Outlines and Finals

3 min read

Updates

I’ve gone through where I want this story to go and where I am now and wrote out an outline. Nothing too detailed, but it does show the big plot points along the way so that I’ve got one fewer set of straws to grasp at.

But in terms of front-end stuff that y’all guys will see… yeah, sorry, nothing yet. I’m working on it. 🙂

IRL

Finals week is next this week. As usual, I’m not too worried about it, as tests, in general, have never fazed me. But they do take a lot of brain time and power. Along with the fact that finals are also the signal that everything is now due turn it in before you fail the class aaaaAAAAaaaah!

So yeah.

Is that all?

I would like to go into a quick tip on outlining for people who perceive outlining as a way to lose all the magic of discovering your story through writing.

If you’re anything like me, your outline tends to get more and more detailed the further from your writing progress you get. So the start is usually really vague, ’cause obviously, you know what’s going on: you’re in the middle of writing it. But the further down the story you go, you get more and more unsure of what’s going to happen. So you feel the need to leave more and more details so you don’t forget them by the time you reach this point in the story. Or because you’re not sure how this plot point is going to happen, and you obviously need to figure that out now.

No, you don’t.

Calm down.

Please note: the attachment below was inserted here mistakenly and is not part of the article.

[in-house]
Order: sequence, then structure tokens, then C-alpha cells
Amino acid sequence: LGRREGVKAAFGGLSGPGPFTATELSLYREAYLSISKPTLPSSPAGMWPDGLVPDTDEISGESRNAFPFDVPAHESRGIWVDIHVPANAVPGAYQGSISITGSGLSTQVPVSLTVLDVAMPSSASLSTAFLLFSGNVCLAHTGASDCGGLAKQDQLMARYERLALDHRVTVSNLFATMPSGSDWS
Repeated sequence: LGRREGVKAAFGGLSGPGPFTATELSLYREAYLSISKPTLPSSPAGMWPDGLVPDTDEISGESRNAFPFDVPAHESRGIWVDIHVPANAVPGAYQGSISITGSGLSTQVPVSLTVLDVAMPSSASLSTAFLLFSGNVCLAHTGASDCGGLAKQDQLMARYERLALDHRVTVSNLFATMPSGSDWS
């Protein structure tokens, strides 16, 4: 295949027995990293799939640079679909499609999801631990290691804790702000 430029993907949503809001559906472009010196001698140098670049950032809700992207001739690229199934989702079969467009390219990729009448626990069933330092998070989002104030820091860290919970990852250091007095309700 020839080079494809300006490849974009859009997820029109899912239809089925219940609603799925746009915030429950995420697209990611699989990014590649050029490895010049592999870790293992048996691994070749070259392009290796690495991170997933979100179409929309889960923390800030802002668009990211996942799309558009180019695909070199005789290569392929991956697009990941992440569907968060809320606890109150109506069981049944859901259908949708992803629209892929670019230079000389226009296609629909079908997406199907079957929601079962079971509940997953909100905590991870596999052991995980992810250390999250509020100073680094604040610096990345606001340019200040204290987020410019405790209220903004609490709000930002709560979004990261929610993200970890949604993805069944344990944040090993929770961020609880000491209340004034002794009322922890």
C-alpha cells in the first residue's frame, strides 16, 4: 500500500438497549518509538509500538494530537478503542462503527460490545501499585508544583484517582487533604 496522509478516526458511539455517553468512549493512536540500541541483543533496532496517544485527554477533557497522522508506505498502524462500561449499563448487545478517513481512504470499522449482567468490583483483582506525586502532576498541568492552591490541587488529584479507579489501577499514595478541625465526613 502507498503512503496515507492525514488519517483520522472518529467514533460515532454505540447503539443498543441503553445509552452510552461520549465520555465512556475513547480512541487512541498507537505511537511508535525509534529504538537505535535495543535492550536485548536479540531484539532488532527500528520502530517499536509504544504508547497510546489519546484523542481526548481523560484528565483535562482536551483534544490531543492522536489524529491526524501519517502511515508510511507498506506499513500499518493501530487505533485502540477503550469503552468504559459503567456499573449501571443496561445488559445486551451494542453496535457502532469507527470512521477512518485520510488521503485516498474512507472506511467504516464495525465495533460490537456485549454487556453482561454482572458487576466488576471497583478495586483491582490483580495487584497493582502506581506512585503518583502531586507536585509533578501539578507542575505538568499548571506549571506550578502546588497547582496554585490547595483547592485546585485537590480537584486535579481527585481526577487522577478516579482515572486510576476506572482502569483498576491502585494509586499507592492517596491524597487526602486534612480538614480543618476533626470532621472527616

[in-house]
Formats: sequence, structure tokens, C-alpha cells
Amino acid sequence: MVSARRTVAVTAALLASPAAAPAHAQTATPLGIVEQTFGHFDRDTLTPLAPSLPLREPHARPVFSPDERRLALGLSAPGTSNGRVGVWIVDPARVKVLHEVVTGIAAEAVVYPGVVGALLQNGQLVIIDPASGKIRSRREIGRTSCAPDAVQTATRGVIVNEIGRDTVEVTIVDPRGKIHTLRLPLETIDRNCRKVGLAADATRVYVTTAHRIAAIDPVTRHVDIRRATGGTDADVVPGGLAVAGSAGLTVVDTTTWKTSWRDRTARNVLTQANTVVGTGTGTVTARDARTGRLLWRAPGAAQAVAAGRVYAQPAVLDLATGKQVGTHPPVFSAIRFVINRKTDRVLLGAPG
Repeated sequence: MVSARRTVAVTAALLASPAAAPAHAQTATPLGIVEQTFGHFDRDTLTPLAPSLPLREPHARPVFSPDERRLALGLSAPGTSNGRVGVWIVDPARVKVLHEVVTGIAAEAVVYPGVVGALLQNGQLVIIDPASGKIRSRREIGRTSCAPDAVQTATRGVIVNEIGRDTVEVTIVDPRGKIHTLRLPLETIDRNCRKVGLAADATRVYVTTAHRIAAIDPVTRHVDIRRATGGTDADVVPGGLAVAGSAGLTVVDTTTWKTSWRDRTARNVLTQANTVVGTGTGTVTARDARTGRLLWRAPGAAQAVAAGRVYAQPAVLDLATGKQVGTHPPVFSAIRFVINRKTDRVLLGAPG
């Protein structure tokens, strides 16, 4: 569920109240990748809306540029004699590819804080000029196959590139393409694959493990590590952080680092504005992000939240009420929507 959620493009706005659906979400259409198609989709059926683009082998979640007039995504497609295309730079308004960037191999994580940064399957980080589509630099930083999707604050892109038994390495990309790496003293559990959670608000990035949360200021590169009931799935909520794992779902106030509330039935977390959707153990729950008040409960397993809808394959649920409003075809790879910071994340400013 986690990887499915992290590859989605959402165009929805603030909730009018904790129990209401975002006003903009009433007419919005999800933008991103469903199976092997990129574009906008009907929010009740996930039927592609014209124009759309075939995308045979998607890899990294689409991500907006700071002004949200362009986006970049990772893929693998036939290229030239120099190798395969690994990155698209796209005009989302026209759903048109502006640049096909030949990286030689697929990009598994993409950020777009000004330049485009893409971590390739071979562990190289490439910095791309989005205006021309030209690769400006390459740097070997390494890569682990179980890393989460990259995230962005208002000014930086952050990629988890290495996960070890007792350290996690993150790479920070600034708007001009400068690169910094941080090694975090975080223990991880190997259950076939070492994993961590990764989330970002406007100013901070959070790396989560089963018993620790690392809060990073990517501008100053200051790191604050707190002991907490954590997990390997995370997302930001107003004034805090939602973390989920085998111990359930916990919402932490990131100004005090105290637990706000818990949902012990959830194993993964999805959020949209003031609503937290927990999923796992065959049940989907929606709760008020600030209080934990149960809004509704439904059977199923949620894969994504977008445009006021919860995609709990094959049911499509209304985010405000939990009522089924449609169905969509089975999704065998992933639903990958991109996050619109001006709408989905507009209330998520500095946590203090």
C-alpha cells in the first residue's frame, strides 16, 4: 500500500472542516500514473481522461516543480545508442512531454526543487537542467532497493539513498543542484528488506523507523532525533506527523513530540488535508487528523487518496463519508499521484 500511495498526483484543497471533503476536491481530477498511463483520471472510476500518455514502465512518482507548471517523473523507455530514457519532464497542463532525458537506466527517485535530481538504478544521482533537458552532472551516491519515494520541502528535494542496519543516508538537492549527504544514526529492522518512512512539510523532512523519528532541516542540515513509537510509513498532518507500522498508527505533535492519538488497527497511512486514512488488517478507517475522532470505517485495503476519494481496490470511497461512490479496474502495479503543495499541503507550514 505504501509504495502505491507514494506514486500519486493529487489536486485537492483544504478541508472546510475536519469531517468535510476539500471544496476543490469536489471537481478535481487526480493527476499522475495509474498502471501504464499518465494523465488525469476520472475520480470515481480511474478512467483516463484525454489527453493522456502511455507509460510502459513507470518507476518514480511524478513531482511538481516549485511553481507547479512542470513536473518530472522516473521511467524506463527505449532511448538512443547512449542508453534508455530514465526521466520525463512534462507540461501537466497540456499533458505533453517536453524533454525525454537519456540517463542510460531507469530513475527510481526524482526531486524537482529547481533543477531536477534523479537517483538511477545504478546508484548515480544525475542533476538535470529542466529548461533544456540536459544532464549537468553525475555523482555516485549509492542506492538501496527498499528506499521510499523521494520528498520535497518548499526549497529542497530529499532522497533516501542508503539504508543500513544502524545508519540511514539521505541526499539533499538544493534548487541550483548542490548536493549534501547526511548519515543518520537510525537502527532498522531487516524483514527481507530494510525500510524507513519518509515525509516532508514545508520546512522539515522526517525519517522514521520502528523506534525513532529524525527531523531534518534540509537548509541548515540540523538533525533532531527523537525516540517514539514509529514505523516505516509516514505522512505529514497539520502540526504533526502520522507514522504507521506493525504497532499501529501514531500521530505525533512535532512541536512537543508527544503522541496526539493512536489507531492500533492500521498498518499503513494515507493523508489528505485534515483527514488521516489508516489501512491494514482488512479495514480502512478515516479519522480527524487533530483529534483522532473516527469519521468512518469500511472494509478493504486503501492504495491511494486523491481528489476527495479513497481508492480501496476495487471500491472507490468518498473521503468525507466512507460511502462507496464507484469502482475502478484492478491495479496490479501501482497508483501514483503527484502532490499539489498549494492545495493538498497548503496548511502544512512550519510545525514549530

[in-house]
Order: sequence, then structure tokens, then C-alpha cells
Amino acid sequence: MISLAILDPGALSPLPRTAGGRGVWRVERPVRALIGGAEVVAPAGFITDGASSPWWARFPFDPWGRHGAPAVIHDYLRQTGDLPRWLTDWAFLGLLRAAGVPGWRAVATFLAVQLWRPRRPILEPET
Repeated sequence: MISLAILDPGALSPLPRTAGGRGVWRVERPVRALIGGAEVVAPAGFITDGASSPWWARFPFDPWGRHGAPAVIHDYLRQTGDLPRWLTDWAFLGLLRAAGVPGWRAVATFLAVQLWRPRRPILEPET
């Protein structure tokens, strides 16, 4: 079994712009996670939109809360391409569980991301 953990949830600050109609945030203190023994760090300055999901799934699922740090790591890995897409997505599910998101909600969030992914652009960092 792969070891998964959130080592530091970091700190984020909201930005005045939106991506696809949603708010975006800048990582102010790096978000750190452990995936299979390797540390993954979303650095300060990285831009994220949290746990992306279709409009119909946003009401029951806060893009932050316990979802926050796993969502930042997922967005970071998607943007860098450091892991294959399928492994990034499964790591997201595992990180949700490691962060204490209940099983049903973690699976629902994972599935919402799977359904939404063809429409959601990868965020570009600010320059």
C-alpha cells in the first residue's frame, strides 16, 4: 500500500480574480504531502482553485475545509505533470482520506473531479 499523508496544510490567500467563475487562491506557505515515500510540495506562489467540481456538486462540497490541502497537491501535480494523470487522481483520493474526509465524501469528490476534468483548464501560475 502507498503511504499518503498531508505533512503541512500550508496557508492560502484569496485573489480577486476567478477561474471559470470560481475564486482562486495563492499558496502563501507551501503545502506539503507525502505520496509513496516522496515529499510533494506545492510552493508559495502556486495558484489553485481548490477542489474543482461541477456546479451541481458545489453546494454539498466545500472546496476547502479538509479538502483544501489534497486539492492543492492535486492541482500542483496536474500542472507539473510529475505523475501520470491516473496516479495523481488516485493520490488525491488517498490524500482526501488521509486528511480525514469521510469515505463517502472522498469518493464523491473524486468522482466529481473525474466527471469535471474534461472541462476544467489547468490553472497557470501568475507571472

Take a breath.

Walk away from the outline.

You have fallen into the trap of starting to write your story in your outline. Sure the language is more outline-esque, but you’re putting the same amount and type of brain power into figuring out the details of the scene as if you were currently working on those scenes. If you’re writing style is anything like mine, this is bound to lead to an unhelpful outline and a waste of time, so try to keep your head in the bigger picture.

This is again, harder than it sounds, and falling into this trap happens to all of us. Our stories are fascinating and of course, we want to keep messing with them. That’s why we’re writing them, after all. But this amount of detail is not required for an outline. Save that detail for when you’re figuring out how to get to said plot point from the one you’re on now. When you’re actually writing that scene.

For now, keep everything as vague as the start of your outline. Keep a side document/paper/sticky note/whatever for key details you really don’t want to forget, but keep these to a minimum. This is just a general roadmap. You won’t figure out which gas stations you stop at until you’re actually on the road.

But other than that, that’s all I’ve got to say since my last update. See y’all again

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